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    Shown are (a) Δσ0m (NR*) for the pixel located 1 pixel west to rain area over land, (b) Δσ0m (NR*) for the pixel located 1 pixel east to rain area over land, and (c) (b) minus (a). (d) Same as in (c), but for over ocean (θ = 15°–18°).

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    Regression analysis between Δσ0m (R) for ζ < 0.1 and Δσ0m (NR*) for 1 pixel away from rain area. Each point represents a grid (a) over land and (b) over ocean. The solid lines are the linear regression lines.

  • View in gallery

    Here Δσ0SRT for weak rainfall (ζ < 0.1) over land is shown; (a) ATSR method is used and (b) TR method is used.

  • View in gallery

    The incident angle dependence of Δσ0m (R) and Δσ0SRT over ocean. The results are separated for ATSR method and HSR method.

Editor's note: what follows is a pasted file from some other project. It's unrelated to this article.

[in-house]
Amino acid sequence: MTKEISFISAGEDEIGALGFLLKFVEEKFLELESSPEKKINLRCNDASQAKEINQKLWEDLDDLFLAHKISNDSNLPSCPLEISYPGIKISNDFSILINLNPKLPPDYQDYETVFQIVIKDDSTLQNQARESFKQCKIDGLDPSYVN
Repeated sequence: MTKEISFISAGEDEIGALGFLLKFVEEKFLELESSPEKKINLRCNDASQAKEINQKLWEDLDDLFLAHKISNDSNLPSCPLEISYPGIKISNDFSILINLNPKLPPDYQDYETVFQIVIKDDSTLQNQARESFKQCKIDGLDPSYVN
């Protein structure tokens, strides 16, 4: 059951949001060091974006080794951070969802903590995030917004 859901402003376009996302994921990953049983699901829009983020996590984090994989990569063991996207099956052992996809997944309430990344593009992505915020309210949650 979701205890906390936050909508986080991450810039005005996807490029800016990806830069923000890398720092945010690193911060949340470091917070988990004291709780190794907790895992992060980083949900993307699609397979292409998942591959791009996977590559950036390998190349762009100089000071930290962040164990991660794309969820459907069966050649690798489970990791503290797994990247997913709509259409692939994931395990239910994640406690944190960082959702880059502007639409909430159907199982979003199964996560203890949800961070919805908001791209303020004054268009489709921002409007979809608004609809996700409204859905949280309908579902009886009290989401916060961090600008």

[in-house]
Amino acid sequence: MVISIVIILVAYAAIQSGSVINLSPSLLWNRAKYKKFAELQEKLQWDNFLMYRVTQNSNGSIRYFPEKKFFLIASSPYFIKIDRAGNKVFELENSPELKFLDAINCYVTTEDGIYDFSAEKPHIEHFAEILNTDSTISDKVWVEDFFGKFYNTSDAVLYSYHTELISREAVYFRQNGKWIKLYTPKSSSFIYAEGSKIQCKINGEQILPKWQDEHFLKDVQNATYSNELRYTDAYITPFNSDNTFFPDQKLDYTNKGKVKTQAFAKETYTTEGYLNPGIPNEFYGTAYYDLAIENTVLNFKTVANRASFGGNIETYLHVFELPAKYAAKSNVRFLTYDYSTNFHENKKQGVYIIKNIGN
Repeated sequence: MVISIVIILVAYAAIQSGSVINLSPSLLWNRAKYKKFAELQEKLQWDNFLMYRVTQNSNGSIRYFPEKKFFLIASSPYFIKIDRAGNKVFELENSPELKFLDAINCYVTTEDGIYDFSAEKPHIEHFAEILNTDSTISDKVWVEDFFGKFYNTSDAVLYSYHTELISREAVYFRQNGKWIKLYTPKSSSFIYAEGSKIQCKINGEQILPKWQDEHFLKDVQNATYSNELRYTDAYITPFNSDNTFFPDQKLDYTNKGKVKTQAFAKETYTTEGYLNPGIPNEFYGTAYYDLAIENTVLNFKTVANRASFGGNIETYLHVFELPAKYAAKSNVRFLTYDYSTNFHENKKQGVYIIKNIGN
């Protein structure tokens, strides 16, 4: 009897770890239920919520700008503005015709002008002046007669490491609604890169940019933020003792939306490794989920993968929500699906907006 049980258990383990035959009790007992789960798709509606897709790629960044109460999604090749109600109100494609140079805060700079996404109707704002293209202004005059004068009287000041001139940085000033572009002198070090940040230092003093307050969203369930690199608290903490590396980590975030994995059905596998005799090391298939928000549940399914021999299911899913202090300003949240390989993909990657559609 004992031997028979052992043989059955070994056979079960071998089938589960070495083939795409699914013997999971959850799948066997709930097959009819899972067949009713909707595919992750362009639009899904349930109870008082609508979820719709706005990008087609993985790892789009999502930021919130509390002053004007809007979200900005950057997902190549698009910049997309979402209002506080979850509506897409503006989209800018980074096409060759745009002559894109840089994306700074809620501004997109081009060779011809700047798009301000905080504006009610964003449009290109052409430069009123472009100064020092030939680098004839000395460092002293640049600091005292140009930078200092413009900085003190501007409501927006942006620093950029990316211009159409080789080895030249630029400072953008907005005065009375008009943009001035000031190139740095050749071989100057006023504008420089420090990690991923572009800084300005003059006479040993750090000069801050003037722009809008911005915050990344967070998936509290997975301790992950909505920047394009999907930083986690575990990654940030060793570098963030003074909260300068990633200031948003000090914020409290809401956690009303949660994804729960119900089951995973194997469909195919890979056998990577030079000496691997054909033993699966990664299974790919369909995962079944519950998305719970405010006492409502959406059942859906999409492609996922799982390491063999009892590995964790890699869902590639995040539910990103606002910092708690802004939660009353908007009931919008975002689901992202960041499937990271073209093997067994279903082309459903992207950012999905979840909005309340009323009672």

• View in gallery

    The difference of fitted 〈σ0NR〉 and original 〈σ0NR〉 all over the ocean. Quadratic function and quasi-specular model are used with and without dividing the whole incident angle range into two sections at 11°.

  • View in gallery

    The incident angle dependence of Δσ0SRT for all over the ocean within TRMM coverage. Results with different surface reference techniques are shown. Results are only for the case that HSR method is selected in the standard algorithm and ζ < 0.1. As reference, Δσ0m (R) in these conditions.

  • View in gallery